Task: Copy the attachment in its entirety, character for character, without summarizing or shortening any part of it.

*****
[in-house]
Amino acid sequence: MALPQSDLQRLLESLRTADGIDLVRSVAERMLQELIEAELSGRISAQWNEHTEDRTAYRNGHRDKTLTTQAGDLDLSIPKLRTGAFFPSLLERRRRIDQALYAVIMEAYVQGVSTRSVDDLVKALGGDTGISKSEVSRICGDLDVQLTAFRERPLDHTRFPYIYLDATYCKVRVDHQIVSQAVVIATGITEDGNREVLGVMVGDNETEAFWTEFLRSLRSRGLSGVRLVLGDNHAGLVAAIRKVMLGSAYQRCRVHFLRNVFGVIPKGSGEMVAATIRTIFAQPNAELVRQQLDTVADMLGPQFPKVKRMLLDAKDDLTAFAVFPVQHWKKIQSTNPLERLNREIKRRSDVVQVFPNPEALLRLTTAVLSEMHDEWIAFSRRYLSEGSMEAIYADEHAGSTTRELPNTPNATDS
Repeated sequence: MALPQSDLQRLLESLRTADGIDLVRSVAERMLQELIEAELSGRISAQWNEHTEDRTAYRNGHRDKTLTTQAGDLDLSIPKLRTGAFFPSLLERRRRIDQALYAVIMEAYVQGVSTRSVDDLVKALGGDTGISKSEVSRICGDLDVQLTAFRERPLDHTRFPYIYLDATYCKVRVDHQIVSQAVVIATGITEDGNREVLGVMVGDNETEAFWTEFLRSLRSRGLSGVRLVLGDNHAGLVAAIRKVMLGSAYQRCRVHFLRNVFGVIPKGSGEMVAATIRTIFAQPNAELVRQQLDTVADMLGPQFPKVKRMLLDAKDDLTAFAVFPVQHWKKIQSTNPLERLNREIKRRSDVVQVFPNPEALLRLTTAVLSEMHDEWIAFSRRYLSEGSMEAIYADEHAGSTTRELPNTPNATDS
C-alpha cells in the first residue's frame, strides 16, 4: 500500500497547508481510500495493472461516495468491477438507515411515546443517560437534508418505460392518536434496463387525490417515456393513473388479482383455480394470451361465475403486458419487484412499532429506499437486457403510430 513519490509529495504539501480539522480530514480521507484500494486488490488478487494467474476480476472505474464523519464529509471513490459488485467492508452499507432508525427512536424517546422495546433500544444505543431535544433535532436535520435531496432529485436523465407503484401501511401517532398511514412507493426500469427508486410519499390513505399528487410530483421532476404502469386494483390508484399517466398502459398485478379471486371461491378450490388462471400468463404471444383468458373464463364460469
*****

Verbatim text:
[in-house]
Amino acid sequence: MALPQSDLQRLLESLRTADGIDLVRSVAERMLQELIEAELSGRISAQWNEHTEDRTAYRNGHRDKTLTTQAGDLDLSIPKLRTGAFFPSLLERRRRIDQALYAVIMEAYVQGVSTRSVDDLVKALGGDTGISKSEVSRICGDLDVQLTAFRERPLDHTRFPYIYLDATYCKVRVDHQIVSQAVVIATGITEDGNREVLGVMVGDNETEAFWTEFLRSLRSRGLSGVRLVLGDNHAGLVAAIRKVMLGSAYQRCRVHFLRNVFGVIPKGSGEMVAATIRTIFAQPNAELVRQQLDTVADMLGPQFPKVKRMLLDAKDDLTAFAVFPVQHWKKIQSTNPLERLNREIKRRSDVVQVFPNPEALLRLTTAVLSEMHDEWIAFSRRYLSEGSMEAIYADEHAGSTTRELPNTPNATDS
Repeated sequence: MALPQSDLQRLLESLRTADGIDLVRSVAERMLQELIEAELSGRISAQWNEHTEDRTAYRNGHRDKTLTTQAGDLDLSIPKLRTGAFFPSLLERRRRIDQALYAVIMEAYVQGVSTRSVDDLVKALGGDTGISKSEVSRICGDLDVQLTAFRERPLDHTRFPYIYLDATYCKVRVDHQIVSQAVVIATGITEDGNREVLGVMVGDNETEAFWTEFLRSLRSRGLSGVRLVLGDNHAGLVAAIRKVMLGSAYQRCRVHFLRNVFGVIPKGSGEMVAATIRTIFAQPNAELVRQQLDTVADMLGPQFPKVKRMLLDAKDDLTAFAVFPVQHWKKIQSTNPLERLNREIKRRSDVVQVFPNPEALLRLTTAVLSEMHDEWIAFSRRYLSEGSMEAIYADEHAGSTTRELPNTPNATDS
C-alpha cells in the first residue's frame, strides 16, 4: 500500500497547508481510500495493472461516495468491477438507515411515546443517560437534508418505460392518536434496463387525490417515456393513473388479482383455480394470451361465475403486458419487484412499532429506499437486457403510430 513519490509529495504539501480539522480530514480521507484500494486488490488478487494467474476480476472505474464523519464529509471513490459488485467492508452499507432508525427512536424517546422495546433500544444505543431535544433535532436535520435531496432529485436523465407503484401501511401517532398511514412507493426500469427508486410519499390513505399528487410530483421532476404502469386494483390508484399517466398502459398485478379471486371461491378450490388462471400468463404471444383468458373464463364460469